Have you ever felt resentment or anger towards someone who hurt you in a relationship? If you have, you’re not alone. I have too. Let me tell you the story of how I got through it.
In 2012, I met the most amazing guy on match.com. We’ll call him David. He was tall, dark and handsome, a Texas native, proud veteran, boisterous, and he made me laugh until it hurts. That’s what got me, the laughter. We also shared a passion for international travel, family, great food, and football. He had never been married and I was divorced but open to remarry. When we met, he was living in Virginia temporarily for work and was considering moving back permanently. However, once his temporary assignment ended, he returned to his permanent home in the middle-east. We decided not to date long distance at that time but kept in touch as friends.
Eventually, he ended up getting a job offer that he couldn’t refuse where he lived and decided to accept it. Before he started the new job, he took a trip back to VA to visit and invited me to a Redskins game. We had a blast. There was a different chemistry from when we met before, and enough for us to consider a long distance relationship. After that date, we spent the next year traveling the US and the world together which was one of the best experiences of my life. He was not only an amazing person to be around but a lot of fun. But something nagged our relationship. He sporadically made comments that felt condescending and critical. You name it, he had an issue with me…my car, my choice of school, the fact that I was divorced. We got into arguments. I cried a lot. I tried to reassure him that the person he thought I was…I really wasn’t. By the time a year had passed, the criticisms were getting exhausting and I was tired of trying to ‘sell’ myself…but I continued to do it. I didn’t realize it at the time but the resentment had started to build up.
Our last trip was during the holidays. We did every fun thing that we could think of. There were no arguments. I met his parents, and we had a really amazing time. He changed his flight twice to stay longer with me in Virginia. I was starting to feel like we had gotten to a good place…finally. The day after he arrived home, he called me to say that he wanted to end the relationship (sandwiched in between criticisms). Needless to say, I was angry and hurt about the breakup but more so, how he treated me when we broke up.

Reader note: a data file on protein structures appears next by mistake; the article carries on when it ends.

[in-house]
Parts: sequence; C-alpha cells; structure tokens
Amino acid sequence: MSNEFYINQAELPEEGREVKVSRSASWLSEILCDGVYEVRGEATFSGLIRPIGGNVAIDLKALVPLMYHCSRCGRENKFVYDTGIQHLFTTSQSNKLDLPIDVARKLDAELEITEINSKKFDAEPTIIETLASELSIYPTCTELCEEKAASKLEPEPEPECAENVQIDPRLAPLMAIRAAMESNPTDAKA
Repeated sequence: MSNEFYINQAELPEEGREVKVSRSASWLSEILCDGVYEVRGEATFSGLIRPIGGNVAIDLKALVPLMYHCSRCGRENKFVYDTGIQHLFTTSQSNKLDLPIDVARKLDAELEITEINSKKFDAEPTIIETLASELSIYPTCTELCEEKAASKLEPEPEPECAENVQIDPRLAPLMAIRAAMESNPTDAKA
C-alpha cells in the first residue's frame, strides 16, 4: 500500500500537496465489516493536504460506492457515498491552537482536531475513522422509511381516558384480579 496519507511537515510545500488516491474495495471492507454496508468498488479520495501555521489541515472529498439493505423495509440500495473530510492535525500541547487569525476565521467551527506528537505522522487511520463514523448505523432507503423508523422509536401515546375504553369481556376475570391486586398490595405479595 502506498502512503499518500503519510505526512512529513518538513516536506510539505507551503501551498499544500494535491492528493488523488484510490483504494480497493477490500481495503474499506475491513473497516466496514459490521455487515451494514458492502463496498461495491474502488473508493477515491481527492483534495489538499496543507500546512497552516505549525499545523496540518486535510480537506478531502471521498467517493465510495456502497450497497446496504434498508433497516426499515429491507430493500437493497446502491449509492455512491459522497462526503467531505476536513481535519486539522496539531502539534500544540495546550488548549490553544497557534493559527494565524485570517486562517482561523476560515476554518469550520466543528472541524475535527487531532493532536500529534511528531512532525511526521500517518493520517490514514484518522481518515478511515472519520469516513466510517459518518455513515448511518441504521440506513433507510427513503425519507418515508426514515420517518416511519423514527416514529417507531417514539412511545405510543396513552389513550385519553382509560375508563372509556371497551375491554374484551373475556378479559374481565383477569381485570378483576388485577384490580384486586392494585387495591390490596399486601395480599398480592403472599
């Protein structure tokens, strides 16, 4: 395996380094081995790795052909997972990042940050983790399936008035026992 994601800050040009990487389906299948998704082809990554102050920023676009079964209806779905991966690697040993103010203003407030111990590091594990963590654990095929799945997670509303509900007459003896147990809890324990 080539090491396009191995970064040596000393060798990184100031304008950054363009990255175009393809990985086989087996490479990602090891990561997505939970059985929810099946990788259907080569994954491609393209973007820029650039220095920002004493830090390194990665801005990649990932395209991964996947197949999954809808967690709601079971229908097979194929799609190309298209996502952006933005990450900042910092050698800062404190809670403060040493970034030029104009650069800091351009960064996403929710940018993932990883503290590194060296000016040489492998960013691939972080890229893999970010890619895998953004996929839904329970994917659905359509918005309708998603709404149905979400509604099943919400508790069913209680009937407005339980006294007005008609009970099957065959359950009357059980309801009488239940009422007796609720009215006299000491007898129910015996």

I don’t want to portray myself as a victim because it’s never one person’s fault that a relationship fails. However, I recently had an epiphany about my relationship with David after meeting Corey. Stay with me…
Corey and I had an instant attraction and clicked immediately. I loved that he was down to earth, very real and that we could talk about anything. Whether we were at the gym working out together, going to a play or eating dinner we had a ball. I really liked him. There were no pretenses with us and his attentiveness to me showed me that he had the biggest heart. Before we started dating, he told me that he was recently out of a 3 year relationship and doing his best to cut off all ties with his ex (eventually he did). He also shared that he had started smoking cigarettes occasionally and drinking alcohol more excessively than what he was used to. He had been alcohol and smoke free for 10 years but was now struggling with addiction again. For what it’s worth, I’m not anti-alcohol, I am a social drinker, but I am anti-alcohol abuse.
One day, after having been around him several times where he smelled like alcohol or cigarettes, I thought about how much I detested smoke. I also realized that I could not relate to coping with my problems in that way. I felt that anyone who did was, in a way, beneath me. I had been making comments to him about how much I disliked it, but admittedly they probably came off as condescending. I asked myself, why can’t he just cry, or go exercise or deal with his issues in a more productive way? Why would he date a heavy drinker for 3 years when he struggled with alcohol? …And why does he smoke anyway…eeew nasty…